Morale is the key component of a team's effectiveness — an engaged and interested team will consistently outperform a disengaged one, sometimes to a ridiculous degree.
But getting honest and reliable feedback from your team is harder than it sounds — and quantifying it into a trackable statistic is even less intuitive.
Our solution to this issue is TeamMood, a mood checker app, and in this article, we will discuss how it can help you monitor your workplace's mental health.
Over the last decade, chief happiness officers, stress management coaches, and well-being programs have emerged in companies worldwide to improve workplace happiness.
Behind this trend lies a growing concern of companies for the well-being of their teams at work. Today's employees expect more than job security: team morale has become a real imperative to keep teams motivated and productive.
In 2021, in response to COVID-19, a record number of people have been voluntarily leaving their jobs worldwide. As a consequence of this "Great Resignation" (also called the "Big Quit" by some economists), companies have had a hard time recruiting the top talents they need to grow and recover from the crisis.
The competition is fierce for employers - significantly as telecommuting, and digital nomadism grow. While companies have access to a global talent pool, employees also have access to a broader range of choices and are not shy about looking for greener pastures elsewhere.
In this context, improving team morale to increase retention is vital for managers.
Happiness at work leading to greater productivity is no myth. In 2014, Pr. Andrew J. Oswald, Pr. Eugenio Proto, and Pr. Daniel Sgroi from the University of Warwick in the UK published the striking results of their study: happy people were found to be 12% more productive, while unhappy workers proved 10% less productive.
The three economists concluded from their study that "human happiness has large and positive causal effects on productivity."
Of course, companies cannot impose happiness on their employees. But they can still set up ground rules and working conditions to help their teammates blossom.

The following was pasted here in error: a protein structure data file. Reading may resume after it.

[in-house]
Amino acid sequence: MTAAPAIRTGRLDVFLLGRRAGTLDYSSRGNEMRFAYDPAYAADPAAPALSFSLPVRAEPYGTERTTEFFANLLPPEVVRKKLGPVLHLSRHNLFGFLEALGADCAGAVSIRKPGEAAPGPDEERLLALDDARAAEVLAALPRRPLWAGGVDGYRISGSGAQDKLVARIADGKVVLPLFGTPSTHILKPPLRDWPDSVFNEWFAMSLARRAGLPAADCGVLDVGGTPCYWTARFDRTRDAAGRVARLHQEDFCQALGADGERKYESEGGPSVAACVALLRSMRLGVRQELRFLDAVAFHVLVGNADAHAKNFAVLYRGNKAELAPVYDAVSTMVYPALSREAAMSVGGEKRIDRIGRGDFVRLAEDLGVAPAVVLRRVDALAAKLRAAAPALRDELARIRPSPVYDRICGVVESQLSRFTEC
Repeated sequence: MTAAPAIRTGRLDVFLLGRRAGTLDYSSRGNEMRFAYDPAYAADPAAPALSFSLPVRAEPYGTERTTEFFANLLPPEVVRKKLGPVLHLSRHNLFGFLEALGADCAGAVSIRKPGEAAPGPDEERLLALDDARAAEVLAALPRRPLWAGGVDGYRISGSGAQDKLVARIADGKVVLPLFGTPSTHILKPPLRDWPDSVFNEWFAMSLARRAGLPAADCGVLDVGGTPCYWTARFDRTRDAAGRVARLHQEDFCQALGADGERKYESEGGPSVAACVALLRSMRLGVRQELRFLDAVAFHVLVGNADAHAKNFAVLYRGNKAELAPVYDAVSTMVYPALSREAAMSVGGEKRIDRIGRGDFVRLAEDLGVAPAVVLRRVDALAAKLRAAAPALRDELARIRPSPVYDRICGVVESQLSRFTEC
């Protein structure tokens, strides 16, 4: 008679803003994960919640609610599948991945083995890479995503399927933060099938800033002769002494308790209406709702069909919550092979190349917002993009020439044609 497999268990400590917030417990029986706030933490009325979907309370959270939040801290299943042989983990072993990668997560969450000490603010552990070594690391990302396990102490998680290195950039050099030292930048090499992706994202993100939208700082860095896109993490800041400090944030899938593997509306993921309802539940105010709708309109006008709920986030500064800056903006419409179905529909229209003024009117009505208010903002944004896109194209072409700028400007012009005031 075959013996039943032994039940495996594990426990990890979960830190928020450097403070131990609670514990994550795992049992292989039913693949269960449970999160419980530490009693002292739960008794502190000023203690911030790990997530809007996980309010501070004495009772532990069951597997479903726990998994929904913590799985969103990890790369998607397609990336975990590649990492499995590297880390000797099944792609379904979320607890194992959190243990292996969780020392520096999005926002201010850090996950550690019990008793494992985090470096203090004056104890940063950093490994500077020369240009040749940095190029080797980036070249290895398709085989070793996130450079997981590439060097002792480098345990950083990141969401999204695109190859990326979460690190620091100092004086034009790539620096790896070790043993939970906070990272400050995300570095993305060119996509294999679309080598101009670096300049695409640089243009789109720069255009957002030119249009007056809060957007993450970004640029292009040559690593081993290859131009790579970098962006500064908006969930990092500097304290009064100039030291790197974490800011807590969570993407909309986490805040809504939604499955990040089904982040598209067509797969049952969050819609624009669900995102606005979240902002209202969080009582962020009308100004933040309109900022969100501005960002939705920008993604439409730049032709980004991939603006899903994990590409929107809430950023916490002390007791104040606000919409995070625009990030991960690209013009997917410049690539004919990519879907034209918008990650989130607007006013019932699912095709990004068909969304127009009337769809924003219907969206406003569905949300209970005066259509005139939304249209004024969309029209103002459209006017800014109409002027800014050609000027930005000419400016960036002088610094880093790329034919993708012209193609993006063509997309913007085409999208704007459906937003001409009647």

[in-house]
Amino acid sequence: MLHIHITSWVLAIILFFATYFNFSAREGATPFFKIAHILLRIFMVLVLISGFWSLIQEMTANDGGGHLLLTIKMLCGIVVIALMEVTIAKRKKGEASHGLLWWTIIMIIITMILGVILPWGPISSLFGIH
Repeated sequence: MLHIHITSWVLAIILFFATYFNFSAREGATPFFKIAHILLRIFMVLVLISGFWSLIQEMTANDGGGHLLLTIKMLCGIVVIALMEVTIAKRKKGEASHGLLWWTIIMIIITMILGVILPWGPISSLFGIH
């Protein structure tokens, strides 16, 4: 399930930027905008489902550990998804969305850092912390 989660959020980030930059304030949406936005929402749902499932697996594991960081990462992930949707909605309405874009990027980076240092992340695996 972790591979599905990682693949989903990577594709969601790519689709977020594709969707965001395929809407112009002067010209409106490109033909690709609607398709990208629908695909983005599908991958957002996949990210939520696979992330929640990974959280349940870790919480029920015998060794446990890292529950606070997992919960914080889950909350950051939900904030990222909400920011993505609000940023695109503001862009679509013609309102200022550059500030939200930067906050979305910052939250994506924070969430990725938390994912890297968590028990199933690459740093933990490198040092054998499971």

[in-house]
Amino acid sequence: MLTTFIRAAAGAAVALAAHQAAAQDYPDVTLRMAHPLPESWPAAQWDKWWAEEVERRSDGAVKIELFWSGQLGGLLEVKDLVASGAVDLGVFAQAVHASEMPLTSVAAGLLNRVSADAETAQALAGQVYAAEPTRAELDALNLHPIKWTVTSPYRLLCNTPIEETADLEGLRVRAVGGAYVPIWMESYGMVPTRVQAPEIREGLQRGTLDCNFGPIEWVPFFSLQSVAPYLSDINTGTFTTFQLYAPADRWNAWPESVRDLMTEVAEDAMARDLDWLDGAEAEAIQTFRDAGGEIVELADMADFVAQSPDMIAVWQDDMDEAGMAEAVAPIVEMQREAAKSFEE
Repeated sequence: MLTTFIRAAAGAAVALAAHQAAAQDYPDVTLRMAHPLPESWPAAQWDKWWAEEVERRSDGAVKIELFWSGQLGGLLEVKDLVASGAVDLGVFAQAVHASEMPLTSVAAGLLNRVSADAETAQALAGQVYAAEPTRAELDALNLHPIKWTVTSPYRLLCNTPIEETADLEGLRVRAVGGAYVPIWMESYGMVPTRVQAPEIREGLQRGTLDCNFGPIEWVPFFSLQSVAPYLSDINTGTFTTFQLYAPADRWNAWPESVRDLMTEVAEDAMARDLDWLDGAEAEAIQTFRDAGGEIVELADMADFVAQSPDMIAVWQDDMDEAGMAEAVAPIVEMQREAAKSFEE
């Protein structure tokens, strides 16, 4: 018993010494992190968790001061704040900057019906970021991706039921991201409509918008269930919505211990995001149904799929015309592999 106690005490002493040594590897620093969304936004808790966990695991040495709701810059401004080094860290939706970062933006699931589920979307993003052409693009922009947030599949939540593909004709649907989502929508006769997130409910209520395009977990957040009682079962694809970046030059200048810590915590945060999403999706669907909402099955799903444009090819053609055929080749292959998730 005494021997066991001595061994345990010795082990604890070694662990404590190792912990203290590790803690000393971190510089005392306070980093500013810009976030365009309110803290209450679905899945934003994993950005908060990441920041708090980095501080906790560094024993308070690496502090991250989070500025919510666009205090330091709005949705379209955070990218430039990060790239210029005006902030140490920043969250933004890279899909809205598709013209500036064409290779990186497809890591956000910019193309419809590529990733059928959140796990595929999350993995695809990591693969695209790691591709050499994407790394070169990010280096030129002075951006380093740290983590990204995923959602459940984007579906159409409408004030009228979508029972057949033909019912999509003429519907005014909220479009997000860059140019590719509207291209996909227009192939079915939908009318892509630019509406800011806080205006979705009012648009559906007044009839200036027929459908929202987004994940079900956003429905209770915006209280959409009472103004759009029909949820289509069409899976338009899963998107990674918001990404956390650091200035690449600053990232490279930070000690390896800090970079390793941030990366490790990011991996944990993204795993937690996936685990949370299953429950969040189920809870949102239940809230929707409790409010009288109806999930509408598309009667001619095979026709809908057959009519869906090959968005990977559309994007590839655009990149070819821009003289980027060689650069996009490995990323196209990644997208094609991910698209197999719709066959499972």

However, the first difficulty arises when measuring team morale and obtaining honest feedback, whether positive or negative.
The human factor is probably the most crucial aspect of a functioning team – and it's trickiest.
Indeed, as work is getting increasingly complex, employees can suffer from uncountable sources of pressure or dissatisfaction. By doing regular mood checks, teams should be able to:
Honesty and transparency aren't always easy to foster in the workplace. Indeed, employees may feel uncomfortable openly sharing their feelings or difficulties.
Therefore, it's the company's responsibility to set up processes and rituals to check employee morale and allow teammates to share any feedback safely.
Mood checks can happen on various time scales:
As an Agile coach, James Willis says, "Simply doing a health check every day won't improve it ."So, how do you leverage your team mood check?
First, a snapshot of the team's mood at a given moment isn't as interesting as the evolution over time. Individual moods can be displayed in a mood indicator chart, and a sudden rise or fall will greatly indicate that the situation has changed for the better or worse.
But again, the picture itself isn't very useful unless the results are shared openly and commented on with the entire team. It can be done at a weekly, monthly, or quarterly meeting, during a retrospective, etc.
By sharing the aggregated results with their team, the team leaders show that their mood matters and are willing to discuss and improve what can be improved.
Discussing the issues is crucial when checking team mood. If your team is in a bad mood or if a team member is constantly down, you need to raise the issue and try to find a solution. Talking about the "bad" results of a team mood check at a team meeting is the perfect opportunity to identify issues and discuss potential solutions.
Team mood checks aren't only useful to issue alerts: they can demonstrate that a team is currently in a great mood. Taking the time to discuss it with the team will help managers understand the causes and better know their team. It can also be an excellent opportunity to celebrate successes or good news.
TeamMood is an online Niko-Niko calendar combined with a feedback box.
It sends a daily email to all team members, departments, or the company asking a simple question: "How do you feel today?" Team members can respond safely and anonymously and give feedback if they feel like it.
With this simple tool, TeamMood can help team leaders:
This was a guest blog post by TeamMood. Check them out to better assess your team's mood and create a more productive workplace.
Thanks for reading.